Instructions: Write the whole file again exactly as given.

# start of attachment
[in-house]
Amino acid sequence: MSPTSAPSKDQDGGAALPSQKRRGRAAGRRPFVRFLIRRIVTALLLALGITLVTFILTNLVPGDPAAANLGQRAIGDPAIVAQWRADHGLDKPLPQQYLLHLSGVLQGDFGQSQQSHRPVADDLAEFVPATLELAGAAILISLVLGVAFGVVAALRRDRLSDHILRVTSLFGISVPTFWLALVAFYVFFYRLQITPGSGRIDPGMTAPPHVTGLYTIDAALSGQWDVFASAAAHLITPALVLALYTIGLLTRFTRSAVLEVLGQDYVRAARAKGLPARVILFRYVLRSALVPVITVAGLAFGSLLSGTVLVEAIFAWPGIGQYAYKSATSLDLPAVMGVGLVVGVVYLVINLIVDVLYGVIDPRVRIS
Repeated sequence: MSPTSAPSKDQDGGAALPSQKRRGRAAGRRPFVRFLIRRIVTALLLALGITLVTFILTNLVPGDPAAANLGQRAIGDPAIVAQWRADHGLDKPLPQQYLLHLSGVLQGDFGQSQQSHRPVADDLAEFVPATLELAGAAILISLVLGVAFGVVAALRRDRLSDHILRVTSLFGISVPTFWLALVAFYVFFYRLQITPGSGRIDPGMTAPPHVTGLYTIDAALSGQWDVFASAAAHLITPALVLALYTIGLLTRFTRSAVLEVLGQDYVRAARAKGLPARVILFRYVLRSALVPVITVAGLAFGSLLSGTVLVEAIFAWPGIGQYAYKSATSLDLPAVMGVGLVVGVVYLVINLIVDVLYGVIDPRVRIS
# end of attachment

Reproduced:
[in-house]
Amino acid sequence: MSPTSAPSKDQDGGAALPSQKRRGRAAGRRPFVRFLIRRIVTALLLALGITLVTFILTNLVPGDPAAANLGQRAIGDPAIVAQWRADHGLDKPLPQQYLLHLSGVLQGDFGQSQQSHRPVADDLAEFVPATLELAGAAILISLVLGVAFGVVAALRRDRLSDHILRVTSLFGISVPTFWLALVAFYVFFYRLQITPGSGRIDPGMTAPPHVTGLYTIDAALSGQWDVFASAAAHLITPALVLALYTIGLLTRFTRSAVLEVLGQDYVRAARAKGLPARVILFRYVLRSALVPVITVAGLAFGSLLSGTVLVEAIFAWPGIGQYAYKSATSLDLPAVMGVGLVVGVVYLVINLIVDVLYGVIDPRVRIS
Repeated sequence: MSPTSAPSKDQDGGAALPSQKRRGRAAGRRPFVRFLIRRIVTALLLALGITLVTFILTNLVPGDPAAANLGQRAIGDPAIVAQWRADHGLDKPLPQQYLLHLSGVLQGDFGQSQQSHRPVADDLAEFVPATLELAGAAILISLVLGVAFGVVAALRRDRLSDHILRVTSLFGISVPTFWLALVAFYVFFYRLQITPGSGRIDPGMTAPPHVTGLYTIDAALSGQWDVFASAAAHLITPALVLALYTIGLLTRFTRSAVLEVLGQDYVRAARAKGLPARVILFRYVLRSALVPVITVAGLAFGSLLSGTVLVEAIFAWPGIGQYAYKSATSLDLPAVMGVGLVVGVVYLVINLIVDVLYGVIDPRVRIS